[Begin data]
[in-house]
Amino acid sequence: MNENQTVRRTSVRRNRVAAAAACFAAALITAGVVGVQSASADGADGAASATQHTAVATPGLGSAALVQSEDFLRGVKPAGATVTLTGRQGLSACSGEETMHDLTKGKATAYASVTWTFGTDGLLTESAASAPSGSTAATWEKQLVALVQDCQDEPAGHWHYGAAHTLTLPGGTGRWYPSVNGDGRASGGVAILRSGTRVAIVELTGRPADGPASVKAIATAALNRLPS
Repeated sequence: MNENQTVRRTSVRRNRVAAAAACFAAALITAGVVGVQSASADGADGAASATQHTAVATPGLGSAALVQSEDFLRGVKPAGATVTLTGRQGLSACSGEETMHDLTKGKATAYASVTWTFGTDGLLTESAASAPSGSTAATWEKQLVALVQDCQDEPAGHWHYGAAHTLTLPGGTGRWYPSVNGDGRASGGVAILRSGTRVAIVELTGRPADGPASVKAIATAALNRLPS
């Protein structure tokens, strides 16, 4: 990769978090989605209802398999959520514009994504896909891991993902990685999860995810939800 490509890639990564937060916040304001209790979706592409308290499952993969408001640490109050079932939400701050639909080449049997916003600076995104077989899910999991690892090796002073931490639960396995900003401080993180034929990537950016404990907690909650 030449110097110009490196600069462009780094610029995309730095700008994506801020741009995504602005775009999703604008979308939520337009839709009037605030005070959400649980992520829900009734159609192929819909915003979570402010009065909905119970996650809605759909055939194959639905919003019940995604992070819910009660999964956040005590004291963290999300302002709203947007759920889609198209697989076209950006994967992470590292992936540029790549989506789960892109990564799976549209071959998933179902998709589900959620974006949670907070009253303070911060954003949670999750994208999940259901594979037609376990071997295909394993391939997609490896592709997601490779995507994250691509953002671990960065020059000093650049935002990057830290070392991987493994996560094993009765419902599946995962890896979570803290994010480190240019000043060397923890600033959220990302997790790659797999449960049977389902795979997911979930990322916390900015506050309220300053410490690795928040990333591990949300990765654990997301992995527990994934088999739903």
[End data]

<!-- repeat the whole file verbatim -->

[in-house]
Amino acid sequence: MNENQTVRRTSVRRNRVAAAAACFAAALITAGVVGVQSASADGADGAASATQHTAVATPGLGSAALVQSEDFLRGVKPAGATVTLTGRQGLSACSGEETMHDLTKGKATAYASVTWTFGTDGLLTESAASAPSGSTAATWEKQLVALVQDCQDEPAGHWHYGAAHTLTLPGGTGRWYPSVNGDGRASGGVAILRSGTRVAIVELTGRPADGPASVKAIATAALNRLPS
Repeated sequence: MNENQTVRRTSVRRNRVAAAAACFAAALITAGVVGVQSASADGADGAASATQHTAVATPGLGSAALVQSEDFLRGVKPAGATVTLTGRQGLSACSGEETMHDLTKGKATAYASVTWTFGTDGLLTESAASAPSGSTAATWEKQLVALVQDCQDEPAGHWHYGAAHTLTLPGGTGRWYPSVNGDGRASGGVAILRSGTRVAIVELTGRPADGPASVKAIATAALNRLPS
């Protein structure tokens, strides 16, 4: 990769978090989605209802398999959520514009994504896909891991993902990685999860995810939800 490509890639990564937060916040304001209790979706592409308290499952993969408001640490109050079932939400701050639909080449049997916003600076995104077989899910999991690892090796002073931490639960396995900003401080993180034929990537950016404990907690909650 030449110097110009490196600069462009780094610029995309730095700008994506801020741009995504602005775009999703604008979308939520337009839709009037605030005070959400649980992520829900009734159609192929819909915003979570402010009065909905119970996650809605759909055939194959639905919003019940995604992070819910009660999964956040005590004291963290999300302002709203947007759920889609198209697989076209950006994967992470590292992936540029790549989506789960892109990564799976549209071959998933179902998709589900959620974006949670907070009253303070911060954003949670999750994208999940259901594979037609376990071997295909394993391939997609490896592709997601490779995507994250691509953002671990960065020059000093650049935002990057830290070392991987493994996560094993009765419902599946995962890896979570803290994010480190240019000043060397923890600033959220990302997790790659797999449960049977389902795979997911979930990322916390900015506050309220300053410490690795928040990333591990949300990765654990997301992995527990994934088999739903």